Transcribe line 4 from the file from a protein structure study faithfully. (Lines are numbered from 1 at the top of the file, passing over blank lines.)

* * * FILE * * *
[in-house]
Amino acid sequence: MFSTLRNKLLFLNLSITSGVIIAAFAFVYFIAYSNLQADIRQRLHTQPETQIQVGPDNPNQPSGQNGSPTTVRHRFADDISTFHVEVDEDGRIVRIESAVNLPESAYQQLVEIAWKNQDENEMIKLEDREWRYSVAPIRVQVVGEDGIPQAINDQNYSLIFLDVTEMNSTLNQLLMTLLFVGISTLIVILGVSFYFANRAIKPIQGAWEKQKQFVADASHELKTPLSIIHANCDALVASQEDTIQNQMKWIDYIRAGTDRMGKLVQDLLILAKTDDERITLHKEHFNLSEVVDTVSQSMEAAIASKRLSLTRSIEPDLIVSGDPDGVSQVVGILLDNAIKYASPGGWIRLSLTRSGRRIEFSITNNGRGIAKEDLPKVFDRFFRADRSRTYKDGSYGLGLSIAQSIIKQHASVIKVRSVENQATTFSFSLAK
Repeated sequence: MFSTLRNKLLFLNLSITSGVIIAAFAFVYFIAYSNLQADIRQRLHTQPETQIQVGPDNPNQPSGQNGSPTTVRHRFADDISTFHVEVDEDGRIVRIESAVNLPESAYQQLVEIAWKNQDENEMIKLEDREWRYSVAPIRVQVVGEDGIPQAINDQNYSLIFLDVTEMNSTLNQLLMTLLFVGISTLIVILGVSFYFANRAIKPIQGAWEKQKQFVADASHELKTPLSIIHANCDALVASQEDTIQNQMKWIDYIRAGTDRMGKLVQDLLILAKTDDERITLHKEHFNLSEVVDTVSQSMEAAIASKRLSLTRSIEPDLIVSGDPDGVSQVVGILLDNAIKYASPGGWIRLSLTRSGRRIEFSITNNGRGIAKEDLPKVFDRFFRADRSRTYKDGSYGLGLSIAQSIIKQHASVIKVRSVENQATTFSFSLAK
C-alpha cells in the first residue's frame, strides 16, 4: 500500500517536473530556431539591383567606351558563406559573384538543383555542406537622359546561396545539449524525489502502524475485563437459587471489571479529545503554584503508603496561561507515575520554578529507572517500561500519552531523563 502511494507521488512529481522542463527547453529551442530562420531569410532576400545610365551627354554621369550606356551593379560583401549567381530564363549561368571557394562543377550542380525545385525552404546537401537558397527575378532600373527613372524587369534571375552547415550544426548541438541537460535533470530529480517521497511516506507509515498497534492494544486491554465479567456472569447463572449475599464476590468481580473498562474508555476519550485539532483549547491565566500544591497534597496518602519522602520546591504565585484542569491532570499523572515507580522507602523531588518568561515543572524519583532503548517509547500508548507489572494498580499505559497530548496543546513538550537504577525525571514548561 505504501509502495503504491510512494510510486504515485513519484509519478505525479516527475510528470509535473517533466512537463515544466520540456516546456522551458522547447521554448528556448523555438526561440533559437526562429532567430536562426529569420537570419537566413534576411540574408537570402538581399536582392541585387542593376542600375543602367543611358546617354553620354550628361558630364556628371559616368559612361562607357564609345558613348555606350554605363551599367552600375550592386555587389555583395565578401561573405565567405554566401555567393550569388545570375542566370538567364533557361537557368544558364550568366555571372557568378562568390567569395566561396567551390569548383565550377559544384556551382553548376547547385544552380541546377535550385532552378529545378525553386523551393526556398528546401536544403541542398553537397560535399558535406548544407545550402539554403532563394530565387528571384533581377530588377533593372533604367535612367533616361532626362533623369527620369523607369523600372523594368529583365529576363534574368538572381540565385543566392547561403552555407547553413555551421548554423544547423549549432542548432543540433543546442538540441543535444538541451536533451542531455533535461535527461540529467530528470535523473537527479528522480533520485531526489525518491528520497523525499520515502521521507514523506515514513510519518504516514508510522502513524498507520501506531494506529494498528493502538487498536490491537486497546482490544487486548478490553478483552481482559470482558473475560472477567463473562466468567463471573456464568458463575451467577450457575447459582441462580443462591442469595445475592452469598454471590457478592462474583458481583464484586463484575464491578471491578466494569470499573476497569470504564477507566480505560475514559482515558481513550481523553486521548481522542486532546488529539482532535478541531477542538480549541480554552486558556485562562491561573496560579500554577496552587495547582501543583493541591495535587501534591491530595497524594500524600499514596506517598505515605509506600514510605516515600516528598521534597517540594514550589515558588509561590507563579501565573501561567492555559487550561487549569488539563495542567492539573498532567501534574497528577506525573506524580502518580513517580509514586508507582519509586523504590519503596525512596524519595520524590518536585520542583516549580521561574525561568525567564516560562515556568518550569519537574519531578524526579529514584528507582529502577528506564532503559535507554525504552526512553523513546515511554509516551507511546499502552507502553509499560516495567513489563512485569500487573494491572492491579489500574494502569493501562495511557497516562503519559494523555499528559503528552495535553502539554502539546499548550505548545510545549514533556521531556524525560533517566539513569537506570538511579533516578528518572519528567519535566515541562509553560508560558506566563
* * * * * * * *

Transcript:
C-alpha cells in the first residue's frame, strides 16, 4: 500500500517536473530556431539591383567606351558563406559573384538543383555542406537622359546561396545539449524525489502502524475485563437459587471489571479529545503554584503508603496561561507515575520554578529507572517500561500519552531523563 502511494507521488512529481522542463527547453529551442530562420531569410532576400545610365551627354554621369550606356551593379560583401549567381530564363549561368571557394562543377550542380525545385525552404546537401537558397527575378532600373527613372524587369534571375552547415550544426548541438541537460535533470530529480517521497511516506507509515498497534492494544486491554465479567456472569447463572449475599464476590468481580473498562474508555476519550485539532483549547491565566500544591497534597496518602519522602520546591504565585484542569491532570499523572515507580522507602523531588518568561515543572524519583532503548517509547500508548507489572494498580499505559497530548496543546513538550537504577525525571514548561 505504501509502495503504491510512494510510486504515485513519484509519478505525479516527475510528470509535473517533466512537463515544466520540456516546456522551458522547447521554448528556448523555438526561440533559437526562429532567430536562426529569420537570419537566413534576411540574408537570402538581399536582392541585387542593376542600375543602367543611358546617354553620354550628361558630364556628371559616368559612361562607357564609345558613348555606350554605363551599367552600375550592386555587389555583395565578401561573405565567405554566401555567393550569388545570375542566370538567364533557361537557368544558364550568366555571372557568378562568390567569395566561396567551390569548383565550377559544384556551382553548376547547385544552380541546377535550385532552378529545378525553386523551393526556398528546401536544403541542398553537397560535399558535406548544407545550402539554403532563394530565387528571384533581377530588377533593372533604367535612367533616361532626362533623369527620369523607369523600372523594368529583365529576363534574368538572381540565385543566392547561403552555407547553413555551421548554423544547423549549432542548432543540433543546442538540441543535444538541451536533451542531455533535461535527461540529467530528470535523473537527479528522480533520485531526489525518491528520497523525499520515502521521507514523506515514513510519518504516514508510522502513524498507520501506531494506529494498528493502538487498536490491537486497546482490544487486548478490553478483552481482559470482558473475560472477567463473562466468567463471573456464568458463575451467577450457575447459582441462580443462591442469595445475592452469598454471590457478592462474583458481583464484586463484575464491578471491578466494569470499573476497569470504564477507566480505560475514559482515558481513550481523553486521548481522542486532546488529539482532535478541531477542538480549541480554552486558556485562562491561573496560579500554577496552587495547582501543583493541591495535587501534591491530595497524594500524600499514596506517598505515605509506600514510605516515600516528598521534597517540594514550589515558588509561590507563579501565573501561567492555559487550561487549569488539563495542567492539573498532567501534574497528577506525573506524580502518580513517580509514586508507582519509586523504590519503596525512596524519595520524590518536585520542583516549580521561574525561568525567564516560562515556568518550569519537574519531578524526579529514584528507582529502577528506564532503559535507554525504552526512553523513546515511554509516551507511546499502552507502553509499560516495567513489563512485569500487573494491572492491579489500574494502569493501562495511557497516562503519559494523555499528559503528552495535553502539554502539546499548550505548545510545549514533556521531556524525560533517566539513569537506570538511579533516578528518572519528567519535566515541562509553560508560558506566563